Now for the fun part! With motor and trans on your hoist or cherry picker, it’s the right time to install the engine mounts and a transmission mount. How these will mount to the frame is unknown until you have it in the hotrod to see where it’s going to sit. Once you hoist it in, this will become clear to you right away. A motor sitting in the cradle can look dwarfed if you sit it low. Another factor to think about in a super-slammed rod is the fact you need to set the total pinion angle of the drivetrain. The big focus for me is to be within six-degrees between the tranny tail shaft and to the rear end. If you set the motor and trans low, it will be hard to get a safe pinion angle. An excessive offset angle from the transmission output shaft and the rearend’s input pinion will wear out components lightning fast. 

Once your drive train is in place where you want it, you can measure to see what length brackets you will need to go from the motor to the frame. I have found a piece of 2-inch x 3-inch x 1/8th inch wall thickness tubing works great. We cut them at 8-inches with a square cut on one end, and a 45-degree cut on the other. The square end welds to the factory motor mounts and the 45-degree cut welds to the frame. This gives you plenty of height on the motor and a disconnect at the motor mount itself in case you ever need to pull it. Before welding these in, check with a level from valve cover to valve cover and from back to front. Also run a straight edge with a level sitting on it from the tranny to the rear end. A degree finder would be better to make sure you end up with a maximum of 6 degrees. In the case you don’t have a degree finder, a level will work and you can still check your pinion angle.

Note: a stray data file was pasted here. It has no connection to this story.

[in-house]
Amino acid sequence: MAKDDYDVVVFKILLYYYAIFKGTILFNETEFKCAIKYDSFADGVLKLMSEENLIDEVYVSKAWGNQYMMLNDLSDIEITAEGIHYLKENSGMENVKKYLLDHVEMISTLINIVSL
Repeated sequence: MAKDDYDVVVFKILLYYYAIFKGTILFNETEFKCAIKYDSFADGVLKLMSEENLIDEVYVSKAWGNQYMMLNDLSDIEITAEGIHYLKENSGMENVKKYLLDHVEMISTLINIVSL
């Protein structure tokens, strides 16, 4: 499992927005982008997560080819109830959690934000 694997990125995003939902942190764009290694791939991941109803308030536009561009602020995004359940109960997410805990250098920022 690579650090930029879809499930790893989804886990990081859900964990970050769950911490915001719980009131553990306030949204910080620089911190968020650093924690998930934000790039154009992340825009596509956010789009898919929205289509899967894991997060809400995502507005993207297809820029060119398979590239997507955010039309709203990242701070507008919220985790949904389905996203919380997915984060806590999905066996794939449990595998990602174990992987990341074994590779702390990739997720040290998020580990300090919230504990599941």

A half of a bubble on a 4-foot level is 3-degrees, so you can get pretty close like that. Another reason for the straight edge is to make sure the transmission is in line with the rear end. Not only up and down but also side to side. The back of the tranny will need to be sitting on a jack so you can adjust as needed and to hold it up until you can weld supports from side to side of the frame. This connection will need a tab welded in the center to mount to the transmission mount we talked about earlier. This will also need holes for bolts and nuts in case the tranny ever needs to come out.

Once test fitted on both motor and transmission, the perminant welds can be made to secure all of these connections. Next we move to the driveshaft. You will find that a small mom and pop shop or a small job shop will be much cheaper when getting a driveshaft made or altered. We have a shop that does nothing but driveshafts, but they charge $250.00 to do just one. I drive to a small town near us, about 30 miles away and get it done for $50.00.

Either way you will need the measurement from yoke to yoke if you have these. It’s always good to be sure when buying a transmission to get them to throw in the yoke that goes with it. Same goes for rear ends. Be sure to observe how far the yoke goes up into the tail shaft. It is a slip-fit type joint. Leave 3/4-inch clearance (or more) for those hard to get to hotrods. You will need that to be able to take it in and out easily.

In the next episode will be about cooling and the best way to make that happen – and of course the cheapest way to make that happen – Until next time, happy hot rodding! For more info check us out at ringrods-hotrods.com.

 

About the author

Tommy Ring

Tommy’s love for Hotrods was passed down from the elder Ring who wrenched on cars and welded. Tommy’s living came from music as a road musician in venues across America. Tommy also worked as a studio musician and wrote for a jingle company, yet always had a project Rod going on the side. In 2009 Tommy opened RingRods HotRod Shop and in 2012 began writing for RatRod Magazine. Tommy also has a Rod Building Video sold worldwide. Tommy has been featured on TV, Radio, Podcast, and in several magazines.